Interview Issue 18 Phoebe Calver

Interview: Lost Lantern

Lost Lantern

We sit down with the the team lighting the way for independent bottlers in the US

The concept of independent bottling is one that can often cause a slightly quizzical look to fall across the faces of those learning about it – I can say this with confidence, as I was one such person back in the day. 

Simply put, the bottler in question hand selects casks from distilleries far and wide, then bottles them under its own name and tells their story. Lost Lantern is one such independent bottler that is shining a light on the way we think about this section of the whiskey world. 

Adam Polonski and Nora Ganley-Roper of Lost Lantern analyze whiskey blends in Weybridge, VT, on Thursday, March 18, 2021.

By hunting down whiskeys that lovers of the spirit are yet to discover, the founders are telling a story through flavor. But who are these adventurous folk? They are two people who created something wonderful that they wished already existed. 

The masterminds behind Lost Lantern are Nora Ganley-Roper, who gained industry experience during her time as a sales manager for Astor Wines & Spirits (one of the country’s top spirits retailers), and Adam Polonski, who was senior whisky specialist at Whisky Advocate and senior editor for Market Watch.

Both were huge fans of independent bottlers in Scotland and were excited by the idea of exploring the possibilities of the model in the American whiskey world.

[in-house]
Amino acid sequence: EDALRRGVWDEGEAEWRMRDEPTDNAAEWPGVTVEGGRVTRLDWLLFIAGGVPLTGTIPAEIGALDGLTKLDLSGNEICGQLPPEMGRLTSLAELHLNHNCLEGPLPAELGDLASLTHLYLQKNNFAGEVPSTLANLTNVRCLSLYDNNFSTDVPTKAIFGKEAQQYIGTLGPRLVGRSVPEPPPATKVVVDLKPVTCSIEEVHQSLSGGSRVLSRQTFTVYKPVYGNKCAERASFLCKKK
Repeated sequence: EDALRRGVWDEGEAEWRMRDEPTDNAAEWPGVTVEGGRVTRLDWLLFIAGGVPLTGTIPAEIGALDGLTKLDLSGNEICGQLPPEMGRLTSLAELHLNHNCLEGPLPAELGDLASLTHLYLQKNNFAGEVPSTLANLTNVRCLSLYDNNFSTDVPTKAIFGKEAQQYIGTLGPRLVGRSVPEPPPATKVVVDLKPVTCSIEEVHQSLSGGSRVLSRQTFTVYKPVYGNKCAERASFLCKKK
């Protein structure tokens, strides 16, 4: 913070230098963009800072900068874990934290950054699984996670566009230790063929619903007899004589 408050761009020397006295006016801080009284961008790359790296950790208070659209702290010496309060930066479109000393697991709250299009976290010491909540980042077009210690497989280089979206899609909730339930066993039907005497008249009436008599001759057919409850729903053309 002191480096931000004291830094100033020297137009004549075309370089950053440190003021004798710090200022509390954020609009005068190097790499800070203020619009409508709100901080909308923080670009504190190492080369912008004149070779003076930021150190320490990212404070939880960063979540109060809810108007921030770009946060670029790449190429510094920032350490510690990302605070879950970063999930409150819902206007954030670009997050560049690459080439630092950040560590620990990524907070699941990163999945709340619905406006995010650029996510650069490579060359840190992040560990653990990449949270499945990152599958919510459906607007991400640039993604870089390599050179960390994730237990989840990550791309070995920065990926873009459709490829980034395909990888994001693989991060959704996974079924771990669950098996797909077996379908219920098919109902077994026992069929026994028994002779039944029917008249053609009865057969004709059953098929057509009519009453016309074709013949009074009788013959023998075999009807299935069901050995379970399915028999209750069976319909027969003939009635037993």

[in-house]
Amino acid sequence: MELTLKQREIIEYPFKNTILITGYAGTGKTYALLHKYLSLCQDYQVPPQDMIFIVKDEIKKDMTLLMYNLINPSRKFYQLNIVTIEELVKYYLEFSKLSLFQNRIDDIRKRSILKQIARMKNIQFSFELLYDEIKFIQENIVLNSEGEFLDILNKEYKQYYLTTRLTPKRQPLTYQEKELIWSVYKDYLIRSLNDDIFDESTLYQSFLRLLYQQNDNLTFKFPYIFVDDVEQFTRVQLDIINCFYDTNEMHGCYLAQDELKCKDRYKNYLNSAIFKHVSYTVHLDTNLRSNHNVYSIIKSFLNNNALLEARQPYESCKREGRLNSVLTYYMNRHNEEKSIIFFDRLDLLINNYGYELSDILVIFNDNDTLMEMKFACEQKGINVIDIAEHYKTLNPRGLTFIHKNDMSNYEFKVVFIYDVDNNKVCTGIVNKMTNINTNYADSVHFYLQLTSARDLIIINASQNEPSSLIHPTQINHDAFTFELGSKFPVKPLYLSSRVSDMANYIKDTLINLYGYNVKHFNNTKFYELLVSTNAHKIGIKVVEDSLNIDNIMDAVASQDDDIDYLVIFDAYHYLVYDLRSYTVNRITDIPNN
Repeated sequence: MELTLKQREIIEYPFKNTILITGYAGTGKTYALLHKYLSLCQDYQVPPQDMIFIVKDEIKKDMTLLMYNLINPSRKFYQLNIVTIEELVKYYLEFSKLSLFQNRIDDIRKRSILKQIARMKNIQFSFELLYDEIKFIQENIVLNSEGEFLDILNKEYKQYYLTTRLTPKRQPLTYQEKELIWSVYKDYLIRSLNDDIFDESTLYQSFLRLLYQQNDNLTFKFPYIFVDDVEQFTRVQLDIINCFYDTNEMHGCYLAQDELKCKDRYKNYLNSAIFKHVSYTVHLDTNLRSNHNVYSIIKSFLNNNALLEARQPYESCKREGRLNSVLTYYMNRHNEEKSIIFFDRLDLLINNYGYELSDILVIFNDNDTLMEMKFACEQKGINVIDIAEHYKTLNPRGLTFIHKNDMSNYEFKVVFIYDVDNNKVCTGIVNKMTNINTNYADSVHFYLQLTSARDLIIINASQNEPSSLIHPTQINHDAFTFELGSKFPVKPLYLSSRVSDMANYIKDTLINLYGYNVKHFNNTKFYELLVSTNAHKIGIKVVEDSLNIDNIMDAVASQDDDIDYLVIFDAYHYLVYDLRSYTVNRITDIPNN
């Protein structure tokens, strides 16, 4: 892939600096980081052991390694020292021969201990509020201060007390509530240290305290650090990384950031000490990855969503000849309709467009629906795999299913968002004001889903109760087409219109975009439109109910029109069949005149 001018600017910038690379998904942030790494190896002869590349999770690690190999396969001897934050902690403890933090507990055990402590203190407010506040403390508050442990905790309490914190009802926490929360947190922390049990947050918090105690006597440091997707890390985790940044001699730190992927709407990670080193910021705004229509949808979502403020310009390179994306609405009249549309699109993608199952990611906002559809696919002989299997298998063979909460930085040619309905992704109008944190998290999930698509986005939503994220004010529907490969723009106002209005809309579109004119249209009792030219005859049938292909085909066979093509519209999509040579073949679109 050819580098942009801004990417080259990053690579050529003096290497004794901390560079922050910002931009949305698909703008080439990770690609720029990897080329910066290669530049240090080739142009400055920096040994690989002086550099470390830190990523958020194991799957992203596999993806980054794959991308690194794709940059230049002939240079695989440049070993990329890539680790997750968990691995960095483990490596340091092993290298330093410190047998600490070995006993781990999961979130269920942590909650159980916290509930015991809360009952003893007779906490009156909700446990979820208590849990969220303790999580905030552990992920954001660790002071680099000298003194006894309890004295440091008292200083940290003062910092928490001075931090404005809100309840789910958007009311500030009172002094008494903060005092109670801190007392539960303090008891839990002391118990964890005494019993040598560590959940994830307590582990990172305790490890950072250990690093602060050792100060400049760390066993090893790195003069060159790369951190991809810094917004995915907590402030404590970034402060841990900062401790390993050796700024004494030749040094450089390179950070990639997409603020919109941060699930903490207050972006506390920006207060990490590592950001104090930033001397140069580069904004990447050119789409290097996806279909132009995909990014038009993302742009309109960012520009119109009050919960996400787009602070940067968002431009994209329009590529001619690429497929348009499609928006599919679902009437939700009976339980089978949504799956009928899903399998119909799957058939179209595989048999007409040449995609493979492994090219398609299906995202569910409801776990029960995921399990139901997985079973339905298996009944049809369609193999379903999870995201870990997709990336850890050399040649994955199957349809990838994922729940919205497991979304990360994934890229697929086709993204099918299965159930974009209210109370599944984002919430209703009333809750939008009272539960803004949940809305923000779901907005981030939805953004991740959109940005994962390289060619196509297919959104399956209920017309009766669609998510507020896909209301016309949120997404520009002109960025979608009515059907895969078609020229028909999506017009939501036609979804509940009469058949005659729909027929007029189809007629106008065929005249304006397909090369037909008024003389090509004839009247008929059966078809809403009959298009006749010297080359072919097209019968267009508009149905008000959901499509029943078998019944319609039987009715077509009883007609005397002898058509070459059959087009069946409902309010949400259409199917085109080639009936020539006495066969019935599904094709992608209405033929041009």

Adam explains, “Even in our industry roles, it was impossible to discover all the cool distilleries that were popping up all over the country. Having an independent bottler, who is sifting through all of what is out there and sharing what is most exciting and delicious, seemed like a no-brainer! But it took us a while to go from ‘we think there should be an American independent bottler’ to realizing that we were the only ones to make it happen.”

A Westward pour

As we all know well, the process of creating a fully formed idea is never simple. At the time the penny dropped, Adam was writing two stories – one about independent bottlers in Scotland and another about the emergence of new distilleries across the US. There, he mulled over the concept of an independent bottler that focused solely on American whiskey. When he mentioned this to Nora, who was working at Astor Wine & Spirits at the time, she agreed it could be invaluable to the American whiskey ecosystem. 

It took a few years, but this initial conversation morphed into what we now know as Lost Lantern. 

Now that Adam and Nora have well and truly established themselves as independent bottlers, they are purchasing casks of whiskey from distilleries all over the United States. From there, they bottle and/or blend the selected casks in order to produce their line of single casks and blends. There really are no secrets here, as Adam outlines, “All of this is done with full transparency on the underlying whiskey, including the distillery, and every step in the process from start to finish.”

This process could be easily confused with contract distilling processes, where companies buy whiskey from distilleries to be used in their own brands. It’s easy to see how this happens; as always in whiskey, there’s a fine line between the definitions of one bottle and the next.

Lost Lantern’s Spring Collection

“For us, being an independent bottler means that where our whiskey comes from is a key part of what we talk about,” adds Adam. “We don’t ever want anyone to think we made our whiskey – in fact, we want them to know exactly who did make it, and what makes those places special and unique.”

This is a defining factor of Lost Lantern: the passion to champion distilleries that otherwise may have been missed due to location or any number of factors that impact visibility in whiskey.